Worst: $15 tall cans
No outside booze allowed? That's to be expected at a venue operated by Live Nation. But charging $15 for a tall can of mediocre beer (and $16 for the good stuff) is just absolutely and unequivocally rude. As Angelenos, we are used to paying these kinds of prices for, say, a craft cocktail at a ritzy downtown nightclub, and sometimes it’s worth the indulgence. But paying that price for one tall can when you could buy three for the same amount at any bodega? Did I shell out money for these tall cans? Yes. Was it worth it? Maybe. Will I ever stop complaining about it? Never. [Ed. note: It's also impossible to drink a 24-oz. tall can in 95-degree heat without half of it warming up to room temperature. And room temperature Corona, in case you were wondering, is gross.] —M.D.
Best: Water, water everywhere
Last year, when HARD Summer was held at the Fontana Speedway, many attendees complained that the free refill stations delivered water at a trickle, causing massive lines — and that even the paid water vendors were too few and far between for such a swelteringly hot outdoor venue. This year, at Glen Helen, HARD and Live Nation fixed that problem with a vengeance. Water vendors were everywhere, even sometimes roaming in the crowd at the larger stages like ice cream barkers at a baseball game (shoutout to the female water vendor dancing on top of the metal railing between VIP and general at the mainstage during Giraffage's set). Better still, the free refill stations were massive, with short lines and good water pressure. Did the water taste good? Not really. But free is free, and it made staying hydrated at this year's HARD much easier than at some of its past locations. —A.H.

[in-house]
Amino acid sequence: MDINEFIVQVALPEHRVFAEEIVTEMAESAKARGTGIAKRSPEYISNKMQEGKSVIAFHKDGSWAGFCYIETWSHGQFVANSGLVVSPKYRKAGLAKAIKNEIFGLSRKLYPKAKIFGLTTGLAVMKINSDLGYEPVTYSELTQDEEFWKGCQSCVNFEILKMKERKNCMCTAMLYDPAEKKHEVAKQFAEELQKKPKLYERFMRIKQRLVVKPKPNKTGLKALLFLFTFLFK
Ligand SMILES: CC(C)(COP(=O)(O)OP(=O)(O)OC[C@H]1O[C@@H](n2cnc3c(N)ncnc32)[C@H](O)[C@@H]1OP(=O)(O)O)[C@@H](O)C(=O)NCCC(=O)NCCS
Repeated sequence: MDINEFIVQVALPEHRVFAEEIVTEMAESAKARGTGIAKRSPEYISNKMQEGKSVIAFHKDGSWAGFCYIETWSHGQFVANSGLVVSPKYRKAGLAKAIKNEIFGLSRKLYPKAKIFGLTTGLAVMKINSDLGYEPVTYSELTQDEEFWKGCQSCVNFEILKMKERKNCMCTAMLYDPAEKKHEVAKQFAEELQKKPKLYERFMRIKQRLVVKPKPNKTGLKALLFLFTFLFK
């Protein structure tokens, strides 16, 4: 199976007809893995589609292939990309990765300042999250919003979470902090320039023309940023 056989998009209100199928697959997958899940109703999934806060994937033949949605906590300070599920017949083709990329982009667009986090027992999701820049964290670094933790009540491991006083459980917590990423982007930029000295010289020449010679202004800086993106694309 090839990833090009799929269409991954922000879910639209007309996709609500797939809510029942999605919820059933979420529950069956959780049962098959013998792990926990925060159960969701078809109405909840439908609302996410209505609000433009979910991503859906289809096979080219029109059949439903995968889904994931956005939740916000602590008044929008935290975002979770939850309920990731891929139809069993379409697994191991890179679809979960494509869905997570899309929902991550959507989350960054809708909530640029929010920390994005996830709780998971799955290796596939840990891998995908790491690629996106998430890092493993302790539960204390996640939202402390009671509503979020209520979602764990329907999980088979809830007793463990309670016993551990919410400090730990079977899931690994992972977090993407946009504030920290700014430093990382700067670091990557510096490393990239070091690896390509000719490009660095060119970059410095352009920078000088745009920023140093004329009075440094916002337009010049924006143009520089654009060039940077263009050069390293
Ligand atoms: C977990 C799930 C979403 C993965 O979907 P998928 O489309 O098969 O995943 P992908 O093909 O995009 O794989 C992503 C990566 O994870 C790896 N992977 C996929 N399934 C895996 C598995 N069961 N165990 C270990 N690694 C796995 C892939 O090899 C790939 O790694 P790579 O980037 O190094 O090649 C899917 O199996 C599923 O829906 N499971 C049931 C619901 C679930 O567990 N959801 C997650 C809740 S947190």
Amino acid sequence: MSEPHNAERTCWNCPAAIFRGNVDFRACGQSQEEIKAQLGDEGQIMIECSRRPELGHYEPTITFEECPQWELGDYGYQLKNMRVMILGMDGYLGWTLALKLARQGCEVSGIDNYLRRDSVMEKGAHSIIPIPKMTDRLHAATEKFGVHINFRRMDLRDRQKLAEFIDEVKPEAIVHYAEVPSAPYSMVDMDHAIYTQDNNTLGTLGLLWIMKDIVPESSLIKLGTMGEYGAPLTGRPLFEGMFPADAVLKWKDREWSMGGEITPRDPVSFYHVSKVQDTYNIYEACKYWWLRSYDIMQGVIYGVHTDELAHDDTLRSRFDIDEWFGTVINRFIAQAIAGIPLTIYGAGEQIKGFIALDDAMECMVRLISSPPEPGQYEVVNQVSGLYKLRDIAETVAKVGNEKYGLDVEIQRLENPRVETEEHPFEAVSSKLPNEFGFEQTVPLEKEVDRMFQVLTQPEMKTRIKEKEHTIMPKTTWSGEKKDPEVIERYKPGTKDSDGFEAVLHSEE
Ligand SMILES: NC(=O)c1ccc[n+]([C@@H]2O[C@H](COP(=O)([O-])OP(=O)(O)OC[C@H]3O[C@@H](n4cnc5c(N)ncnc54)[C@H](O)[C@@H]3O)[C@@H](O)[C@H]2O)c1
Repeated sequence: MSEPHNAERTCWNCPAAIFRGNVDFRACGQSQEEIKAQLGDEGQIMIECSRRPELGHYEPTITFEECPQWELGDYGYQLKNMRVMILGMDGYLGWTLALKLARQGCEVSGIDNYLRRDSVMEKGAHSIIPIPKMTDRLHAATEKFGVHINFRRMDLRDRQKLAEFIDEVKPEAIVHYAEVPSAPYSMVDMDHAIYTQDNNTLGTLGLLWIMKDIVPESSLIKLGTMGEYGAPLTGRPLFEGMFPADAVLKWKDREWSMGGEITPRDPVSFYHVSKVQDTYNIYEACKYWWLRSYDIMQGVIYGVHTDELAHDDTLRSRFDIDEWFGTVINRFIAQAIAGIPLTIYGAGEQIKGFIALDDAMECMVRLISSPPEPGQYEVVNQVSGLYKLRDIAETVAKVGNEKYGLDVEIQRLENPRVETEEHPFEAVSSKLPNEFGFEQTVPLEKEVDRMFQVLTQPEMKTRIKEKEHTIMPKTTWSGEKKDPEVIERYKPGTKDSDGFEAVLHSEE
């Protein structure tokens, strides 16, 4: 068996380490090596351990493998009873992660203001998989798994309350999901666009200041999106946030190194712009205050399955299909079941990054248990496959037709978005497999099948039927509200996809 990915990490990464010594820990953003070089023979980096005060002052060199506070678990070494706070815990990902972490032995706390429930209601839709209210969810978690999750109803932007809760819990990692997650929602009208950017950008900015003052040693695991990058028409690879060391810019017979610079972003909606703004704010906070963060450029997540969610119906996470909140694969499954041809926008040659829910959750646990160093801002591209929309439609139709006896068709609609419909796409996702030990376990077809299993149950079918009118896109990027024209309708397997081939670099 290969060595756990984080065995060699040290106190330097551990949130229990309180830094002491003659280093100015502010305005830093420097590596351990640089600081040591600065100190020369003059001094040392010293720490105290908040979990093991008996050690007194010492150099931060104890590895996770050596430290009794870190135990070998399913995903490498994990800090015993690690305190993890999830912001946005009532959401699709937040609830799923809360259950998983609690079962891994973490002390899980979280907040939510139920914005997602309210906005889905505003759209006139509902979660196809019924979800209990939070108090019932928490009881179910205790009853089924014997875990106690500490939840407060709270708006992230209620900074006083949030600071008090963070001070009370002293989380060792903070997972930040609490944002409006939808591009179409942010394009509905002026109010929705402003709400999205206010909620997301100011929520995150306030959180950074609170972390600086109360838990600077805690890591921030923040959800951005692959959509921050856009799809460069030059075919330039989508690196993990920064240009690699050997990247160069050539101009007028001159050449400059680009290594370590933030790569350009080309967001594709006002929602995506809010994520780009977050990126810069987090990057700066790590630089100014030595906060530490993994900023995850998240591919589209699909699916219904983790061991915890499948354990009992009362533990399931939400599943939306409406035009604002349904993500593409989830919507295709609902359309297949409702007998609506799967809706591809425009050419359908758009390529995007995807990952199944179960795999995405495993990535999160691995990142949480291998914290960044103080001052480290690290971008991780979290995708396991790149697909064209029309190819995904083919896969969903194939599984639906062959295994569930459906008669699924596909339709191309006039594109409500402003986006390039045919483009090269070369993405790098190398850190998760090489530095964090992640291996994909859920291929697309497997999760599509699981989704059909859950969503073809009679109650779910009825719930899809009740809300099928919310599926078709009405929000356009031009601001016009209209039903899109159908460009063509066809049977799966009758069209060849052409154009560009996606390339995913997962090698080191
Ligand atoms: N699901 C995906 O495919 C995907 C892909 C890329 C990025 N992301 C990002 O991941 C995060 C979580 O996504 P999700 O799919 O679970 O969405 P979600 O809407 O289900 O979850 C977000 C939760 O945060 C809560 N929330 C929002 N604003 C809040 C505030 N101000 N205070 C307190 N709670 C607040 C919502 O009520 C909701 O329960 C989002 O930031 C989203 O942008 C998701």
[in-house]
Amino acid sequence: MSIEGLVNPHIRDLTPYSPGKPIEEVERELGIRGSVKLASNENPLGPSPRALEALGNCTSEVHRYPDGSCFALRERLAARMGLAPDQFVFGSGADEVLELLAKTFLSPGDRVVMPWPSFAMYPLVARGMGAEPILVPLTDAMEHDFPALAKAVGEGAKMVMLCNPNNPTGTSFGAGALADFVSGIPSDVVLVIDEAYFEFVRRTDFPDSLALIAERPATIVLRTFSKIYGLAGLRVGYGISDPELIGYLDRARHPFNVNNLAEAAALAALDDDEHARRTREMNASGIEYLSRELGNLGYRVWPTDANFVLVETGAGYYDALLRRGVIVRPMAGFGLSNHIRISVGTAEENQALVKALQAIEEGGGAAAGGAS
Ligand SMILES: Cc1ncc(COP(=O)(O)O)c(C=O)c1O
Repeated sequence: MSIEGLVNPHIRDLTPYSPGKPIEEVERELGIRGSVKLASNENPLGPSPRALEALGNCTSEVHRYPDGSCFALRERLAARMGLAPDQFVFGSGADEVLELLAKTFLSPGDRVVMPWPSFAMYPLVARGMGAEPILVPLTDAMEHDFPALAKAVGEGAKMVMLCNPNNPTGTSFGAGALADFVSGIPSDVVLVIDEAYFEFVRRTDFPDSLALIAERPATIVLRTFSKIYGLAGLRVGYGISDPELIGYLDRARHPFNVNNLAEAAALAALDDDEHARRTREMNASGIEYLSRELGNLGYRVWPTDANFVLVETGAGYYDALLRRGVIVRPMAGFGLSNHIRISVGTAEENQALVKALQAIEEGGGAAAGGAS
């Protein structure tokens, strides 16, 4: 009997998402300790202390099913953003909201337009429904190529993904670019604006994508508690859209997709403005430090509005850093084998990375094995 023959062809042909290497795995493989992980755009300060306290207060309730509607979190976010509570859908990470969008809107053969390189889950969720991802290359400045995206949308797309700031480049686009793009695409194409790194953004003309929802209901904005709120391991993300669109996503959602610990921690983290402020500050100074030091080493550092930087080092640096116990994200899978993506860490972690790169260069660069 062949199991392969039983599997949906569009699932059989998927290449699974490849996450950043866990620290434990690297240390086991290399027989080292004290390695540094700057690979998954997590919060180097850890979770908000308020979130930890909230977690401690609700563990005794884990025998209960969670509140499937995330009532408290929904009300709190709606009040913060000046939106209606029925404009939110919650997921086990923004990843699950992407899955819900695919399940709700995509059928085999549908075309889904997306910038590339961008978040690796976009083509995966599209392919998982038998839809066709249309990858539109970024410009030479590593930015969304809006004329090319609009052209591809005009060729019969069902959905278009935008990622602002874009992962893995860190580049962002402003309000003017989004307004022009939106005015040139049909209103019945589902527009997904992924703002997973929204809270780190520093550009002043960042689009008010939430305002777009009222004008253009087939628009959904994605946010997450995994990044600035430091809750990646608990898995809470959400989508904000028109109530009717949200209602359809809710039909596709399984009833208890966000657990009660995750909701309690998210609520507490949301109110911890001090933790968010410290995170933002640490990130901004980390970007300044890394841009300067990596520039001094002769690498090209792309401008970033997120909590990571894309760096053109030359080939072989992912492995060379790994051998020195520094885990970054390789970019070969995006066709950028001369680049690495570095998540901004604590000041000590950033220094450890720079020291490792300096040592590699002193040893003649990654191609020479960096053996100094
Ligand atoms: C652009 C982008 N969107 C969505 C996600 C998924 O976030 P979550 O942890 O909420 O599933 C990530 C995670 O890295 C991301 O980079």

Best: The world's most intimidating security guy
Note to festivals: If you really want to ensure that no one in your crowd is openly doing drugs on the dance floor, just put all your security guards in wraparound shades and skull masks. I'm sure no one without 200 feet of the guy in the above photo was even thinking about lighting up a joint or slipping a sip of beer to his underage homies, much less breaking out the molly. Rock on, scary security guy. —A.H.
Worst: The exodus
OK, I get it. Any event that has tens of thousands of people is bound to experience some cluster-fuckery — it's unavoidable. But what went down in the HARD Summer parking lot after the event ended at its high school curfew of 11 p.m. is beyond comprehension. After a long shuffle from the venue, weary festival-goers sat in their static cars for upwards of two hours. Not two hours in slow-flow traffic — a chaotic jumble of automobiles facing in every direction, with no movement whatsoever. Some made the best of it and continued to party, blasting music from their blown-out car speakers, but most just wanted to get the hell out of there. I’m not sure why it happened or how to fix it, but I am sure that it sucked. It sucked really, really badly. —M.D.
Best: The awesome new venue
While HARD founder Gary Richards is no stranger to new venues, changing the location less than a month before lift-off from the Auto Club Speedway in Fontana to Live Nation's Glen Helen Amphitheater in San Bernardino was a bold move. Despite the obvious logistical challenges that come with a last-minute venue switch, Glen Helen proved to be a picturesque backdrop with its rolling green hillsides and pastel mountain silhouettes. Even walking between the festival’s six stages was relatively painless. After five venues in five years, Glen Helen — with some strategizing and organizing, especially in terms of getting people out at the end of the night — has the potential to be a perfect fit for HARD Summer moving forward (assuming it does). —M.D.